Frankie has a brother who is two years older, 40 pounds heavier and has never spoken a meaningful word to him. At night, Dominic plays songs from Sesame Street so loud that Frankie sleeps with a pillow over his head to drown out the clamoring voices. Somebody come and play. Somebody come and play today.

“I wish Dominic would just wear headphones, Ma,” he mutters at the breakfast table.

I’ve begged Dominic to try, placing the ear buds gently in his ears, pleading with him to just listen. But he hates the weight, feel and loudness of them. He takes them off, every time.

Frankie shrugs and goes on, drifting off to fitful sleep each night against the soundtrack of his older brother’s disability. It’s not fair, of course, but what is? There is no arguing over fairness when you are the brother of a boy who cannot talk.

That, of course, is also not fair. But that is also nothing new to Frankie.

Frankie and Dominic have shared a room since they were born, 19 months apart. And from the start, the differences between them were palpable. While I watched my new baby, the one with the discerning blue eyes and long, thin limbs, hit every milestone on time, I shuffled his older brother to doctors, trying to piece together a diagnosis for some mysterious disease that had consumed him.

“He doesn’t talk. He never smiles. He won’t play,” I whispered to the neurologist. We watched my toddler flip through pages of “Goodnight Moon” with a smacking, ritual precision. When the doctor finally — tentatively — mentioned autism, I felt relief. Finally, a name for what haunted us.

As they grew, I watched the younger brother scramble past the older one at every turn. I did not have to tell Frankie about his brother’s disability; it was a constant stranger in even his earliest memory. He did not ask me why Dominic did not talk, but instead learned to communicate with him in other ways. Touch and music. Patience and acceptance.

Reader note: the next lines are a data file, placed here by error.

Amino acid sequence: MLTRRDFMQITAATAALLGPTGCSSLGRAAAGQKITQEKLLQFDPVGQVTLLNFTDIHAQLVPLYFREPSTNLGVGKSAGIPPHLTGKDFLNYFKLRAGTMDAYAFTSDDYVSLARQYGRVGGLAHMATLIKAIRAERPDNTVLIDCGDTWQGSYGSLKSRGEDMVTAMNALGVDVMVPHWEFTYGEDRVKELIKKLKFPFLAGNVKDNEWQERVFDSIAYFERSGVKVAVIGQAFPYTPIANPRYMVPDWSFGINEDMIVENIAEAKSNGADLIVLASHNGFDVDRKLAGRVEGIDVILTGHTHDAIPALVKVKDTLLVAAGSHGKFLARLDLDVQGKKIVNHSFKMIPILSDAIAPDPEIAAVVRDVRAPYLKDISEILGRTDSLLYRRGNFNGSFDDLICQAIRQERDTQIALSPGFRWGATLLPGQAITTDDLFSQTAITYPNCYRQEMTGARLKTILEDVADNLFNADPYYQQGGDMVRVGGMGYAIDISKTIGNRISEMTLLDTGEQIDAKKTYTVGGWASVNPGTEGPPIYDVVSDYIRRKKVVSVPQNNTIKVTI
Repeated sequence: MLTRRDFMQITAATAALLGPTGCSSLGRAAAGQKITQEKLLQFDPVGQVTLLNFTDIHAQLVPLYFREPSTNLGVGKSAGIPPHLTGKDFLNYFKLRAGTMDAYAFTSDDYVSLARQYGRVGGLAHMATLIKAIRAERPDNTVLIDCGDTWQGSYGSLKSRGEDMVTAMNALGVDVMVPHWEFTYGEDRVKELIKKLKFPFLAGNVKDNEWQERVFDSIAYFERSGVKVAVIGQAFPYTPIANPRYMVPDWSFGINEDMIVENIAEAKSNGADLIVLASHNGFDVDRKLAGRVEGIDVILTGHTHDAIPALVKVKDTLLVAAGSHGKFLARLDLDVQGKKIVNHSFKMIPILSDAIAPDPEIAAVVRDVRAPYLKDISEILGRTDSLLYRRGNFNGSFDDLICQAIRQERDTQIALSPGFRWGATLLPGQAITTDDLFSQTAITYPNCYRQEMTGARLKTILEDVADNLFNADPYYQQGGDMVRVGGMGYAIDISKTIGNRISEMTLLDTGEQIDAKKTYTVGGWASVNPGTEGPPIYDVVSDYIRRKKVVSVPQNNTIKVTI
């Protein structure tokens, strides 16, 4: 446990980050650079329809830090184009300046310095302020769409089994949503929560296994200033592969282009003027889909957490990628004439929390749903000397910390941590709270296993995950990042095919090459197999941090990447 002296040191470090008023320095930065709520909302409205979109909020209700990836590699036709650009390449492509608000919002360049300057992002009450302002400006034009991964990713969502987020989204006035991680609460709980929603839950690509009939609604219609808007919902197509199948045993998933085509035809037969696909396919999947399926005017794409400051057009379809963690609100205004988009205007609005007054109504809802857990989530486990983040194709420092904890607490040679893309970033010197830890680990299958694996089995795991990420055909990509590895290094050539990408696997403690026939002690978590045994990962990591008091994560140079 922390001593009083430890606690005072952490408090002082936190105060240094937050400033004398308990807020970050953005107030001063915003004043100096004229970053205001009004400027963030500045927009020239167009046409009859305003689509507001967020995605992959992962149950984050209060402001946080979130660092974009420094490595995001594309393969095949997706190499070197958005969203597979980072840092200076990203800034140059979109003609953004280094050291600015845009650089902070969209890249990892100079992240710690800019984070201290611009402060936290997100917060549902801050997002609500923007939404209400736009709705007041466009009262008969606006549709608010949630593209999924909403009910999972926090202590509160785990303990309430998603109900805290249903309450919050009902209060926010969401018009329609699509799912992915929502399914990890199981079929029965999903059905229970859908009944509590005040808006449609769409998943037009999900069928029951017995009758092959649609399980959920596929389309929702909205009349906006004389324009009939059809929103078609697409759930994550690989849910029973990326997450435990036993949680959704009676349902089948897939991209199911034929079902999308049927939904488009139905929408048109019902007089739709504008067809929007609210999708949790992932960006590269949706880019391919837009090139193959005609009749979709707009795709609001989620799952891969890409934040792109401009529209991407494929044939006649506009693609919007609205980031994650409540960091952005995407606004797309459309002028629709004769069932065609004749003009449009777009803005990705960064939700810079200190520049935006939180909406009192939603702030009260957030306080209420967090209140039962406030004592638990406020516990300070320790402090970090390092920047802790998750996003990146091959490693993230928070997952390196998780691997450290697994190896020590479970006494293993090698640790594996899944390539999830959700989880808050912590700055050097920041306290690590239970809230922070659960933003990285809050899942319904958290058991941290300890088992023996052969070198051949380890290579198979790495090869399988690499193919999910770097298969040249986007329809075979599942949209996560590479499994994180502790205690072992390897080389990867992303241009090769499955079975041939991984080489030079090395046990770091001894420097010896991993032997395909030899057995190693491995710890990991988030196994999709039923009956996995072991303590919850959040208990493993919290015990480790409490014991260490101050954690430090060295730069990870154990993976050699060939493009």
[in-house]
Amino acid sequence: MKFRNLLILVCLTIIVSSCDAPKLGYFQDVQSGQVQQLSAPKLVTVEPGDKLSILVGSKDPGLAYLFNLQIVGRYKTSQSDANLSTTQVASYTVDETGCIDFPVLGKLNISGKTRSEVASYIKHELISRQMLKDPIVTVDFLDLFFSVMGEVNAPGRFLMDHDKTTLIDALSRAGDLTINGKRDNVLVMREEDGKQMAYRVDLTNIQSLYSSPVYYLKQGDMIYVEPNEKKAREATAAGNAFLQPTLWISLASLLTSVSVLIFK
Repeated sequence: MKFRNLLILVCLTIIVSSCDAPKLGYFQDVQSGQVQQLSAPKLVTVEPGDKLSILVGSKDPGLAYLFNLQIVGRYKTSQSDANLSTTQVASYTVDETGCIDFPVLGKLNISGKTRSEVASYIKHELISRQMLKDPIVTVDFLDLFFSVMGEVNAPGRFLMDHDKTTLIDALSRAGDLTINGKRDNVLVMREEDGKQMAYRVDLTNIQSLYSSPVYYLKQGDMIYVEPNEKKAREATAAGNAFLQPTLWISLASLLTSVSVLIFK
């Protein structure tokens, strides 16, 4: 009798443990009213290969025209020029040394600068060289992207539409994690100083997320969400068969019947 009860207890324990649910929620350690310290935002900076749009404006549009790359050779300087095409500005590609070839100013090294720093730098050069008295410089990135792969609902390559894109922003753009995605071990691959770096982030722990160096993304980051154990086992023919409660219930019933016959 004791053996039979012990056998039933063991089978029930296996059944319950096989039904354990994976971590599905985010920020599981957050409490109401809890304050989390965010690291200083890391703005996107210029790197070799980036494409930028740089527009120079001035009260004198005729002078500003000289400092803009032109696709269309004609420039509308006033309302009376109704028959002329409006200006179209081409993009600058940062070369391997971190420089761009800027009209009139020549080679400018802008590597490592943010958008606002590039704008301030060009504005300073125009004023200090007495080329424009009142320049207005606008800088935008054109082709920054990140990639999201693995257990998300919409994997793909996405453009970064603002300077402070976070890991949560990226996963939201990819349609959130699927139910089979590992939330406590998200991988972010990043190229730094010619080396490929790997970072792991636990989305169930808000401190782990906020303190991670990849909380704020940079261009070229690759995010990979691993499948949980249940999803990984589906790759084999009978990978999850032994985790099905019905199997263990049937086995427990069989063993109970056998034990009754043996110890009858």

This was the brother he was given. And when this is all you know, you do not understand what you are missing.


I worry about how my older son’s autism will affect his little brother. Our brothers and sisters are our first best friends, our first sworn enemies. From the moment we are born, those of us with siblings have a built-in social network, in the middle of the family room floor. These are the people who understand us, and as we go away from home and come back again, there is comfort in how well they know our limitations.

Many studies illustrate how important sibling relationships are in determining who we become. But there is less information about what happens to children who grow up with a severely developmentally disabled brother. Most of the literature reveals a mixed bag of experiences, although one trend emerges almost universally. Despite the added stress that having a special needs sibling places on the entire household, siblings of children with autism “have been reported to have less conflict in the sibling relationship, family resilience, and increased self-perceived competence.”  And overwhelmingly, siblings of disabled children show a strong tendency toward “altruism, the willingness to do acts of kindness without ever expecting anything in return.”

This is a wonderful trait. Except when it isn’t: Kids with siblings on the autism spectrum often put themselves last, even if that means sacrificing their needs for those of their sibling. As a parent, this is sobering and terrifying. And it poses a challenge that keeps me awake at night. Am I doing enough to make things fair? How can I carve out a separate space for my neurotypical son when he shares his room, his time, his entire world, with a severely disabled brother?